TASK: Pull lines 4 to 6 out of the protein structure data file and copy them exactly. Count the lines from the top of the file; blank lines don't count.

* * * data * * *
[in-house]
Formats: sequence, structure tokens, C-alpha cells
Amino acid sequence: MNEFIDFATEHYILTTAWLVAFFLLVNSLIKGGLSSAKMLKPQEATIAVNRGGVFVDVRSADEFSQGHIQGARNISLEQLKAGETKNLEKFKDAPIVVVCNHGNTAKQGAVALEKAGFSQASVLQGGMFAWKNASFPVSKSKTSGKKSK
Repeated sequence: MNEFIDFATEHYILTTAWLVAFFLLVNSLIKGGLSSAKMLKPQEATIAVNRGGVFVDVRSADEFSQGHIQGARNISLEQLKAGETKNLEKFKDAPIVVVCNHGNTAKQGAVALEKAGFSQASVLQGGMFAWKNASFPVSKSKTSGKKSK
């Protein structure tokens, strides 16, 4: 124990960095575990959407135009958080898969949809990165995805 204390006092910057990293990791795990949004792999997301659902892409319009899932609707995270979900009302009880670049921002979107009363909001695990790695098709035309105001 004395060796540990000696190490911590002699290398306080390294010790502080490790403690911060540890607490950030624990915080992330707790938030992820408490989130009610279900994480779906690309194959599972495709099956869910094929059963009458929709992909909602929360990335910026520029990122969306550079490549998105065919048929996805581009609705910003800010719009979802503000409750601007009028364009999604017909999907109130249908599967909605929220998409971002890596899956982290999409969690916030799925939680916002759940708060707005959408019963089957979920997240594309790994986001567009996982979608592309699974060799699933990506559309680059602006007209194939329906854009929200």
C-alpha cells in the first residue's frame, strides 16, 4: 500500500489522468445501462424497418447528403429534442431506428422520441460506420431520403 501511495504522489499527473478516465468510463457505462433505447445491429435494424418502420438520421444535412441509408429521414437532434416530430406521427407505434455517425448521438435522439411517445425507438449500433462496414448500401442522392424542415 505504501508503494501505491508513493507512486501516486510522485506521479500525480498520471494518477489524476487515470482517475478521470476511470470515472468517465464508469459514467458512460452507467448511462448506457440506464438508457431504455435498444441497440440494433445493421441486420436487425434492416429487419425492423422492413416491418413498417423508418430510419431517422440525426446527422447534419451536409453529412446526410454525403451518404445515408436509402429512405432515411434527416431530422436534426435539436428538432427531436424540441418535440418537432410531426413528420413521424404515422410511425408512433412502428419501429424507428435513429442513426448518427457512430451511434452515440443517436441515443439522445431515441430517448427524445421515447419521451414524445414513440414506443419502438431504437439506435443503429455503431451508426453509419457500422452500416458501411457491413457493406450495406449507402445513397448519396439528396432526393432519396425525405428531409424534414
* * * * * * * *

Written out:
Repeated sequence: MNEFIDFATEHYILTTAWLVAFFLLVNSLIKGGLSSAKMLKPQEATIAVNRGGVFVDVRSADEFSQGHIQGARNISLEQLKAGETKNLEKFKDAPIVVVCNHGNTAKQGAVALEKAGFSQASVLQGGMFAWKNASFPVSKSKTSGKKSK
């Protein structure tokens, strides 16, 4: 124990960095575990959407135009958080898969949809990165995805 204390006092910057990293990791795990949004792999997301659902892409319009899932609707995270979900009302009880670049921002979107009363909001695990790695098709035309105001 004395060796540990000696190490911590002699290398306080390294010790502080490790403690911060540890607490950030624990915080992330707790938030992820408490989130009610279900994480779906690309194959599972495709099956869910094929059963009458929709992909909602929360990335910026520029990122969306550079490549998105065919048929996805581009609705910003800010719009979802503000409750601007009028364009999604017909999907109130249908599967909605929220998409971002890596899956982290999409969690916030799925939680916002759940708060707005959408019963089957979920997240594309790994986001567009996982979608592309699974060799699933990506559309680059602006007209194939329906854009929200």
C-alpha cells in the first residue's frame, strides 16, 4: 500500500489522468445501462424497418447528403429534442431506428422520441460506420431520403 501511495504522489499527473478516465468510463457505462433505447445491429435494424418502420438520421444535412441509408429521414437532434416530430406521427407505434455517425448521438435522439411517445425507438449500433462496414448500401442522392424542415 505504501508503494501505491508513493507512486501516486510522485506521479500525480498520471494518477489524476487515470482517475478521470476511470470515472468517465464508469459514467458512460452507467448511462448506457440506464438508457431504455435498444441497440440494433445493421441486420436487425434492416429487419425492423422492413416491418413498417423508418430510419431517422440525426446527422447534419451536409453529412446526410454525403451518404445515408436509402429512405432515411434527416431530422436534426435539436428538432427531436424540441418535440418537432410531426413528420413521424404515422410511425408512433412502428419501429424507428435513429442513426448518427457512430451511434452515440443517436441515443439522445431515441430517448427524445421515447419521451414524445414513440414506443419502438431504437439506435443503429455503431451508426453509419457500422452500416458501411457491413457493406450495406449507402445513397448519396439528396432526393432519396425525405428531409424534414